AMD Sempron (Paris, Palermo) processors
Introduction: July 2004 (Paris), August 2004 (Palermo)
Sempron had been the marketing name used by AMD for several different entry level desktop CPUs, using several different technologies and CPU socket formats. The Sempron replaced the AMD Duron processor and competed against Intel's Celeron D processor.
AMD coined the name from the Latin semper, which meant "always, everyday", to denote that the Sempron was the right processor for everyday computing.
The Paris and Palermo cores
The second generation (Paris/Palermo core) was based on the architecture of the Socket 754 Athlon 64. Some differences from Athlon 64 processors included a reduced cache size (either 128 or 256KB L2), and the absence of AMD64 support in earlier models. Apart from these differences, the Socket 754 Sempron CPUs shared most features with the more powerful Athlon 64, including an integrated (on-die) memory controller, the HyperTransport bus, and AMD's "NX bit" feature.
In the second half of 2005, AMD added 64-bit support (AMD64) to the Sempron line. Some journalists (but not AMD) often refer to this revision of chips as "Sempron 64" to distinguish it from the previous revision. AMD's intent in releasing 64-bit entry-level processors was to extend the market for 64-bit processors, which at the time of Sempron 64's first release, was a niche market.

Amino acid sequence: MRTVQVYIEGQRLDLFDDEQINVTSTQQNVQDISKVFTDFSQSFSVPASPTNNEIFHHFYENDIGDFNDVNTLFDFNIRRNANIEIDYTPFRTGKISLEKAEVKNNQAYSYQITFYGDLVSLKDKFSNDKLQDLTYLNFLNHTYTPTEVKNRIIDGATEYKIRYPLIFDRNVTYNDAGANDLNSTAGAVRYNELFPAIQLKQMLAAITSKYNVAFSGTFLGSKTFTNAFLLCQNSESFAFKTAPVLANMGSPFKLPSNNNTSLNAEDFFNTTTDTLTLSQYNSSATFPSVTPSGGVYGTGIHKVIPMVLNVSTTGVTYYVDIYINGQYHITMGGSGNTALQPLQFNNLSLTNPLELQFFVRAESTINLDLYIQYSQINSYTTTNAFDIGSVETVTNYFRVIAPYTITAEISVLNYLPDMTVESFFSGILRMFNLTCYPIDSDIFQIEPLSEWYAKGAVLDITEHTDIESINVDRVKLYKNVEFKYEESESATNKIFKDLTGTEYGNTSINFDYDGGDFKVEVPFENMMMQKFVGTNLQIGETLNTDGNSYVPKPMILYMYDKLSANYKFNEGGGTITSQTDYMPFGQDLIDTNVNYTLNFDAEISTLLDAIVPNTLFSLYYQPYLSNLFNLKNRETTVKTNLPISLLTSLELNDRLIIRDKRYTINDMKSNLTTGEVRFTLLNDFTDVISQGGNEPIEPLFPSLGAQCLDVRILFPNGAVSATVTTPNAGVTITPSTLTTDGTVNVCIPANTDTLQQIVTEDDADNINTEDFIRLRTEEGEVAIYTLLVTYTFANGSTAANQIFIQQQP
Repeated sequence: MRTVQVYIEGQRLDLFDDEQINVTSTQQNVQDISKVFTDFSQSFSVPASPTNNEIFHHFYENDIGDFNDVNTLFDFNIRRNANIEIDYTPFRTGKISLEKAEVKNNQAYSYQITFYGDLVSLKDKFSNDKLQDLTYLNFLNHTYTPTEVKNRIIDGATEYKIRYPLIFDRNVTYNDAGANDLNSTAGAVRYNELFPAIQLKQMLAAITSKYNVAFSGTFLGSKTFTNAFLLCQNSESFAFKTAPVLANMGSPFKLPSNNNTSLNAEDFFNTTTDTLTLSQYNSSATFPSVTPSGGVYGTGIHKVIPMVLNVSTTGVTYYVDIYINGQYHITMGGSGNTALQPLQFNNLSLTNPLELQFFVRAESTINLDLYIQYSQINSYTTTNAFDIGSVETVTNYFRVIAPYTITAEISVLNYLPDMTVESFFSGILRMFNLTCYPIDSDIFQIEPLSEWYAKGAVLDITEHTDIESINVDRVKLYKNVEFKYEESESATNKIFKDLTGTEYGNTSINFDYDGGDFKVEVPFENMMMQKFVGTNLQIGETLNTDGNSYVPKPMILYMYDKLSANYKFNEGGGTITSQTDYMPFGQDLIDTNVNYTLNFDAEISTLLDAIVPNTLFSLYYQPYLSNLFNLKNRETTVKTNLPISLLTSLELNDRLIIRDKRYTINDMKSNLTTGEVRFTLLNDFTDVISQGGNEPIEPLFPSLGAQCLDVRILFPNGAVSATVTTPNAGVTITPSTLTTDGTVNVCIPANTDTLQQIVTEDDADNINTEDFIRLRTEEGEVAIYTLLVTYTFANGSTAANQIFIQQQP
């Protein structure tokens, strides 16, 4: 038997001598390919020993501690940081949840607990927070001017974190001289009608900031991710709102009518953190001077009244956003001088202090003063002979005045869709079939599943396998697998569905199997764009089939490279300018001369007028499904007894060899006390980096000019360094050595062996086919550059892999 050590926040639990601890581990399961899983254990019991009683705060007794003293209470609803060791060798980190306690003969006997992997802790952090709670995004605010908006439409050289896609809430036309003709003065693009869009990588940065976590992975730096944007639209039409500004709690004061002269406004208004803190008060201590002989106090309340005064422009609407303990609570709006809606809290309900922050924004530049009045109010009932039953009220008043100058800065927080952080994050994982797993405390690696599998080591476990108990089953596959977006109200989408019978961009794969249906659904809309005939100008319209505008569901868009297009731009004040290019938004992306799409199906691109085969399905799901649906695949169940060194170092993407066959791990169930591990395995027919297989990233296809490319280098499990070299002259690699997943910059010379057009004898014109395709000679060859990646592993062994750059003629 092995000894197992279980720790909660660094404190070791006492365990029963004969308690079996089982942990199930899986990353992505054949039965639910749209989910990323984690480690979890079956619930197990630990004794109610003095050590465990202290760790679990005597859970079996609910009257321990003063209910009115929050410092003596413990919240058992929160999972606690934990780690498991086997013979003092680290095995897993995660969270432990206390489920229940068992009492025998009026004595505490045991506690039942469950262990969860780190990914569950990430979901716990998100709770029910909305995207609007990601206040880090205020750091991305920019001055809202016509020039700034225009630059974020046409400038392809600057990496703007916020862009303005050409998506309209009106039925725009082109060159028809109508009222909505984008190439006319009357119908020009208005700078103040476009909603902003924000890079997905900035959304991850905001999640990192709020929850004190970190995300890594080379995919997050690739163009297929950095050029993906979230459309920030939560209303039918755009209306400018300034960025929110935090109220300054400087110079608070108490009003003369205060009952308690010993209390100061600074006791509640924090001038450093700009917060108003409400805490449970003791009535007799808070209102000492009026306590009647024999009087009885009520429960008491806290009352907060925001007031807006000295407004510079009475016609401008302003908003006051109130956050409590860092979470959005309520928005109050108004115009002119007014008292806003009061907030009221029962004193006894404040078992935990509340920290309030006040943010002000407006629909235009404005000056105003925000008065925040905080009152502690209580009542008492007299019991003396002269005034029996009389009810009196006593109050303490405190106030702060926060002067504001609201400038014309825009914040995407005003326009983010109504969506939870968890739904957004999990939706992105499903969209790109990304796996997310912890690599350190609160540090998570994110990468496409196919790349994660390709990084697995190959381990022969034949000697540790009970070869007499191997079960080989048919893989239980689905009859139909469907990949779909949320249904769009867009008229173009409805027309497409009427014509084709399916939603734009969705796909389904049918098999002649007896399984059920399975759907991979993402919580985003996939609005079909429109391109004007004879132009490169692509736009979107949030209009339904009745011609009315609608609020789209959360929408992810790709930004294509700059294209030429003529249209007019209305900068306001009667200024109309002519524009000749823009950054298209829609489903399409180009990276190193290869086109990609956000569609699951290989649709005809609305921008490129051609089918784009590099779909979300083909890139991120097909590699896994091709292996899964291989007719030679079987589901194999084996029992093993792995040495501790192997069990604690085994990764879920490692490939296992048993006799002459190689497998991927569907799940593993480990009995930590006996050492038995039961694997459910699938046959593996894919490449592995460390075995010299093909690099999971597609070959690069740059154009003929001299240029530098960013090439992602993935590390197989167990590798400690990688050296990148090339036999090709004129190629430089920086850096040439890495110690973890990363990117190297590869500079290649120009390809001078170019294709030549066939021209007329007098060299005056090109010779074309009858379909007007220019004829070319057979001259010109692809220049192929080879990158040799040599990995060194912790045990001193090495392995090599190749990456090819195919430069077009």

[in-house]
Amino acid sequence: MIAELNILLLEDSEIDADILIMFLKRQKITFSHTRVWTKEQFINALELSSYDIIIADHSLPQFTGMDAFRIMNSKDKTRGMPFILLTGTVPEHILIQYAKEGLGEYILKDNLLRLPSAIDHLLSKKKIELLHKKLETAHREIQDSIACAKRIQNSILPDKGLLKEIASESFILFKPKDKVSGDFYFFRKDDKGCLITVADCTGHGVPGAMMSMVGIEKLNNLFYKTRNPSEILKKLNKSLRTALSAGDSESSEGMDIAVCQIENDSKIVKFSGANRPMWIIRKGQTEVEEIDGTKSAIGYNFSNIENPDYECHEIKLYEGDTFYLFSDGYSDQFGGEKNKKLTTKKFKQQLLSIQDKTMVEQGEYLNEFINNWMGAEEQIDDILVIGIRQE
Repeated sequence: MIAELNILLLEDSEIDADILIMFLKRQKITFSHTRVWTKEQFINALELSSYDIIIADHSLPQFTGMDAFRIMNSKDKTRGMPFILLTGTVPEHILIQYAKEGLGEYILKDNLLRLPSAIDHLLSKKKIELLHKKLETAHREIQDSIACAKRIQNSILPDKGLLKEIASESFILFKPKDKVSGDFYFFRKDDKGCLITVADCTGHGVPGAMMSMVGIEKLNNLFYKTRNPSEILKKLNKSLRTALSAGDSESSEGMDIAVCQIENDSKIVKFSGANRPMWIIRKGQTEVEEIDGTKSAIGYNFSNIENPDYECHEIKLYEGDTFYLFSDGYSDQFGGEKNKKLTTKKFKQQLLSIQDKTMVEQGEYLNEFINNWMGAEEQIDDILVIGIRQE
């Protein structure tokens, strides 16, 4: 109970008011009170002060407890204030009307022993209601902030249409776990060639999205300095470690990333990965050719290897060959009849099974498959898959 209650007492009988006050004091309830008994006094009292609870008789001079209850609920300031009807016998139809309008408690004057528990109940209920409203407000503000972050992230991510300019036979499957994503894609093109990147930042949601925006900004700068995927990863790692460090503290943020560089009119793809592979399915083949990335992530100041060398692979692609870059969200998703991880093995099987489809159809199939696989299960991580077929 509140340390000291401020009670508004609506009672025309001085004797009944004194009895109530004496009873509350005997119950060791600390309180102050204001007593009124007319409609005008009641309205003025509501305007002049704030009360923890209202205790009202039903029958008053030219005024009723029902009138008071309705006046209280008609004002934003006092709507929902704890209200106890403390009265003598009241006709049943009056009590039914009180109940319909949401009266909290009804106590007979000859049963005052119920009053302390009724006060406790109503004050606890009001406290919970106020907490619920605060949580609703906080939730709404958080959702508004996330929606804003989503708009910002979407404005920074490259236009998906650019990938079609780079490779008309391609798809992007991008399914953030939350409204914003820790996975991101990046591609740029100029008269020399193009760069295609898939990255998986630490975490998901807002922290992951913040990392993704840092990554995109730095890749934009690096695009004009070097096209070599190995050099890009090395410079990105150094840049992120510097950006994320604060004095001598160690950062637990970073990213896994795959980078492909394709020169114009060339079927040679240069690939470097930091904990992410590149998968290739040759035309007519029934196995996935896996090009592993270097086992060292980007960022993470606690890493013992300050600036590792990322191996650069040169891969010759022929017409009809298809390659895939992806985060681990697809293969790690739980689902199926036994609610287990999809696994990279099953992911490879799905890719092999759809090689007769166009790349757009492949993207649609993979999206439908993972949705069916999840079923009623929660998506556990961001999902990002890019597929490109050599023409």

In 2006, AMD announced the Socket AM2 line of Sempron processors. These are functionally equivalent to the previous generation, except they have a dual-channel DDR2 SDRAM memory controller which replaces the single-channel DDR SDRAM version. The TDP of the standard version remains at 62W (watts), while the new "Energy Efficient Small Form Factor" version has a reduced 35W TDP. The Socket AM2 version also does not require a minimum voltage of 1.1 volts to operate, whereas all socket 754 Semprons with Cool'n'Quiet did. As of 2006, AMD sells both Socket 754 and Socket AM2 Sempron CPUs concurrently.
Source: Wikipedia, the free encyclopedia.